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20 May 2001, 10:25 am
Shifty Winds Shuffle Fleet On Final Leg
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© Walter Cooper

Worell 1000

The 2001 Worrell 1000 has come to a close and will forever be remembered as the upside down race.
The fleet beat upwind to the finish yesterday with the windward hulls just out of the water while the crews sat on the windward hull. Brian Lambert and Jamie Livingston of Alexander's on the Bay put the finishing touches on a dominating performance, winning the leg by one minute and 37 seconds over Team Guidant, sailed by Rod Waterhouse and Katie Pettibone.

Today's leg was another shifty affair. The day started with a westerly wind blowing off the beach at 12 knots. The boats reached along the beach in flat water for nearly half of the 60 mile leg, but around the Virginia border the wind shifted north and then the fog came in. Later the North wind strengthened to 20 knots. For several miles the fleet went upwind towards the finish in the fresh breeze, but it slowly tapered until the sailors were unable to trapeze near the finish. "It was definitely a day where it didn't pay to be the leader early," noted Katie Pettibone of team Guidant, "we were well ahead, but then the fleet caught up when the wind shifted and the fog came in."

In 3rd place at the finish of today's leg was Tommy Bahama, sailed by Nigel Pitt and Alex Shafer. Pitt and Shafer improved dramatically during the race. The duo are catamaran veterans and the new boat took them a little while to sort out, but they will be back next year. "Our sponsor really loved the race," said a tired but jubilant Shafer.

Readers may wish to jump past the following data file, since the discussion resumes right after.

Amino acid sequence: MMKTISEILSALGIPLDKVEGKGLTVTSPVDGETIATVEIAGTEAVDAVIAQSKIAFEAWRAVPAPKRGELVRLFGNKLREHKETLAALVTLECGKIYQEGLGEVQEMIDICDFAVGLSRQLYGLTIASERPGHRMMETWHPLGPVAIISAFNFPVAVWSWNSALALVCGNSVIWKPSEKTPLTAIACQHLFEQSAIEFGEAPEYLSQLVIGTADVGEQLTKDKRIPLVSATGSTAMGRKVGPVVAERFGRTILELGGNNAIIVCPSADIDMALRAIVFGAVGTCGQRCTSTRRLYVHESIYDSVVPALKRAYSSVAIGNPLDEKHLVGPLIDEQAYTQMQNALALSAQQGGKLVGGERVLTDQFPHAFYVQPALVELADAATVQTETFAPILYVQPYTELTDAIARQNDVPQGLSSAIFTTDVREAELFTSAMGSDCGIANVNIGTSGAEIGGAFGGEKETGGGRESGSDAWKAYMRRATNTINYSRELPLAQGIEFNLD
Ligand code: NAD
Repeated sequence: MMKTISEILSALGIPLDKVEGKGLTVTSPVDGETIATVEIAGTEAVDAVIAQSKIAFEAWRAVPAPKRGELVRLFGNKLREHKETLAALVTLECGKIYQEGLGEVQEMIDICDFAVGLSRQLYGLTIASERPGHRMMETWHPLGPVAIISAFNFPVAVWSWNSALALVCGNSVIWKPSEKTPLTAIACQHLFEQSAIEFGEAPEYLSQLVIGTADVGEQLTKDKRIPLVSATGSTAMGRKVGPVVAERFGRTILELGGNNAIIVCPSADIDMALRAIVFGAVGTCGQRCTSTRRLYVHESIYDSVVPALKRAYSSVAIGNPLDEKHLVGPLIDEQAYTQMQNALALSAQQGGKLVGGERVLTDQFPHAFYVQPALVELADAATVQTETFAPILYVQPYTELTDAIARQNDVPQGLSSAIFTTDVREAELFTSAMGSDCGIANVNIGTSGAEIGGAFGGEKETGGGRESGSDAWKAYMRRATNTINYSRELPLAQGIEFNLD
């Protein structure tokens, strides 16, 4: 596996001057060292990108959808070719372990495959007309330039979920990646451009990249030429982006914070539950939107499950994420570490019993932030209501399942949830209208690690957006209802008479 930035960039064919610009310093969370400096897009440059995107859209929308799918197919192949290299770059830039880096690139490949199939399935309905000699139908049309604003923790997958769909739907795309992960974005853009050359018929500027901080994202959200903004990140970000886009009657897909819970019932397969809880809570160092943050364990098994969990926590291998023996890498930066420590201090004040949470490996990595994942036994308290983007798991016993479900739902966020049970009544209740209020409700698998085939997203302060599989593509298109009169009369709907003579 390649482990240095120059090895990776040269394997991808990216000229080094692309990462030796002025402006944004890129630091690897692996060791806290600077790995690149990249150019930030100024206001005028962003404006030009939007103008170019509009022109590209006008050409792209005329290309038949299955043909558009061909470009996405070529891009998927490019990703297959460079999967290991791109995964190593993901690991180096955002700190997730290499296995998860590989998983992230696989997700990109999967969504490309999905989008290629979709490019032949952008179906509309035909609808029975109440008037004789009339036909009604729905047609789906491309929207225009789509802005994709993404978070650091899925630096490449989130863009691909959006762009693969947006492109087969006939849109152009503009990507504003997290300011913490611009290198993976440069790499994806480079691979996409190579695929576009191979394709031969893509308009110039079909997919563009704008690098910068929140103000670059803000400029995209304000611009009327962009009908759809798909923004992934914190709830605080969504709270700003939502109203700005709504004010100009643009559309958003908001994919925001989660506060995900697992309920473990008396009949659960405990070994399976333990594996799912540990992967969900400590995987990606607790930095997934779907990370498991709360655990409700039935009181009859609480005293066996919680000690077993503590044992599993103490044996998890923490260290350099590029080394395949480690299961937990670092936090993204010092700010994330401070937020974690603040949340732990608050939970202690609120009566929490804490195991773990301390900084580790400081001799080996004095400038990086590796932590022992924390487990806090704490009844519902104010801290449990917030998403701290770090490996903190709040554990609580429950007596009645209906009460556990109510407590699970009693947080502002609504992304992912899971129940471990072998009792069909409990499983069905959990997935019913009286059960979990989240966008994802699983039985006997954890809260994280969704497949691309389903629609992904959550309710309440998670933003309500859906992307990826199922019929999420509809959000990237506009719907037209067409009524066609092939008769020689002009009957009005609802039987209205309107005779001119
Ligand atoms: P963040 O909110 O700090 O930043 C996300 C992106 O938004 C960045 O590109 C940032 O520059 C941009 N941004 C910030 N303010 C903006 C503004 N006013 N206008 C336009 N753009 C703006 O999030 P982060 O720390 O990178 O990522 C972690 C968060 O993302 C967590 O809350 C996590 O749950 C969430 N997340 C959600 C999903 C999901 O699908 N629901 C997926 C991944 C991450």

Rounding out the top ten were Sail for Sight, sailed by Carl Roberts and David Lennard, in 4th, Castrol in 5th, Team Tybee in 6th, in 7th, Dinghy Shop in 8th, Lexis Nexis in 9th and Team Outer Banks in 10th.

Lambert and Livingston mounted a professional effort that drew on 5 years of groundwork that Beatle Bailey has been laying with Team Alexander's. "The nucleus of the team and the shore crew have been together for 5 years and Jamie and Brian have been with us for 4 years," explained Bailey. When asked how many years of work went into this effort Lambert replied, "my whole sailing career." The final margin of victory was 3 hours, 8 minutes and 18 seconds. Guidant took a 1/2 hour penalty earlier in the race for a crew substitution and lost critical time with a major rudder breakdown that forced them to the beach between Jensen Beach and Cocoa Beach. But Alexander's would have won comfortably even if Guidant were given all that time back.

Rod Waterhouse sailed with 3 different crews in this race, but he sailed the majority of the legs with professional sailor Katie Pettibone. It was Pettibone's first try at the Worrell 1000 and she ranked it as challenging as the Volvo Ocean race. Asked how to prepare best for the race she replied, "Train Hard." Waterhouse was effusive in his praise of Pettibone, but he missed his partner Brett Dryland who was unable to sail this year due to business commitments. "I really missed [Brett], but we had a good time sailing together," said the modest Waterhouse. He and Dryland have won this race twice previously.